There has been a dishwasher in my parents' house for as long as I can remember. However, I don't think I ever knew what it was until my teens, on account of the fact that it was not in working condition for probably a decade or more. It was finally fixed not too long before I graduated high school and left home.
Moral of the story: I don't know how to use a dishwasher.
One of the perks of my new apartment is that it also has one of these marvels of sanitation technology. And, seeing as I am probably paying extra rent for the right to use my dishwasher, I decided I was going to use it. As soon as I learn how.
I asked Casey. He didn't seem interested in educating me, I suspect from his own lack of dishwasher knowledge. So I just decided to figure it out for myself. I'm in college, I'm of reasonable intelligence, right?
I spent a good five minutes in the detergent aisle of my local grocery store, weighing the merits of liquid versus powder. This was a difficult task, since I knew the merits of neither one. I went with powder; it was on sale.
I brought my lemon fresh with power action crystals detergent home and opened up the washer. Luckily, I was practiced in the art of loading the dishwasher, and quickly got to that. Once that was completed, I poured some detergent into the little compartment labeled "MAIN WASH". I decided to ignore the compartment with the "PRE-WASH" sign since I didn't really know what to make of it and it didn't even have a lid anyway.
Looking at the control panel, I began to think that I was making a bigger deal out of this situation than it was, and that I was not after all going to be able to write a long drawn out entry about my domestic incompetance after all. I pushed a couple of buttons that seemed appropriate, and turned the little knob. Silence for a couple of seconds, and then my dishwasher roared to life.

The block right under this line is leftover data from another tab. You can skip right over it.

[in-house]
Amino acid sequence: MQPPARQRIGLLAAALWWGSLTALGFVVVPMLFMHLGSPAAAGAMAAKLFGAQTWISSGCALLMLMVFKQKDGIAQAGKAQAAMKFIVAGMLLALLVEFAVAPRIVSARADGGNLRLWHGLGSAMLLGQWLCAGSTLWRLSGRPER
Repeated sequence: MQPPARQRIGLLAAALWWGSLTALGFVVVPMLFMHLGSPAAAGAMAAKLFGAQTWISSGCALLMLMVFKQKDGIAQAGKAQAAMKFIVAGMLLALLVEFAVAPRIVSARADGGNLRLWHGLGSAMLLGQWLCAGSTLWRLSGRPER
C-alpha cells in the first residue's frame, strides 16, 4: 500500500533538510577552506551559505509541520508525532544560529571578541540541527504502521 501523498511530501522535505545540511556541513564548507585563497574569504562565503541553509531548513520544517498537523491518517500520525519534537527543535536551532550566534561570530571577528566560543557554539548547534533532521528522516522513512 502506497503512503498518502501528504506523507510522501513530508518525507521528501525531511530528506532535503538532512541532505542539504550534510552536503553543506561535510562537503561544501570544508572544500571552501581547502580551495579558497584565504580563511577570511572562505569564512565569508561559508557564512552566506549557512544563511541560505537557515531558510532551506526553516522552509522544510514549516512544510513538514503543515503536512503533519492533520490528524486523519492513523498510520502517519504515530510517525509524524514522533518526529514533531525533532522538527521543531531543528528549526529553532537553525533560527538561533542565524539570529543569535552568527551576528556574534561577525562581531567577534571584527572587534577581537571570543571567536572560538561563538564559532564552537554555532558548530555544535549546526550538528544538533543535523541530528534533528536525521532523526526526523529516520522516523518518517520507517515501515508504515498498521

I felt like a real woman.
A couple of hours later, after the loud whirring noises had stopped, I dared to peek at the dishes that were once dirty, but should now be sparkling and lemon-scented. Funny, they still looked pretty dirty. They didn't look any cleaner at all. The experiment had failed.
I felt like a real little girl.
I was in dispair. I imagined myself slaving away over the sink, standing right next to the dishwasher. I imagined a picture much like all those years in my childhood where we washed our dishes by hand and used the dishwasher as only a microwave stand.
Determined, I tried it again, turning the knobs, letting it run a while and then cutting it off to look inside. I found very hot, very dirty dishes. I did the same process again, this time even listening to the side of the machine for sounds of I'm not sure what. Again very hot, very dirty dishes.
I would like the reader to note that I did not say "very hot, very wet, very dirty dishes".
So apparently, you have to hook the dishwasher up to the sink. Also, you have to turn the water on. They should put this kind of information in the leases of dishwasher-endowed apartments.
My dishes came out very hot, very wet, very clean, and I was redeemed. I was once again a real woman, and there was nothing I could not do.
Except get the diswasher attachment off of the faucet.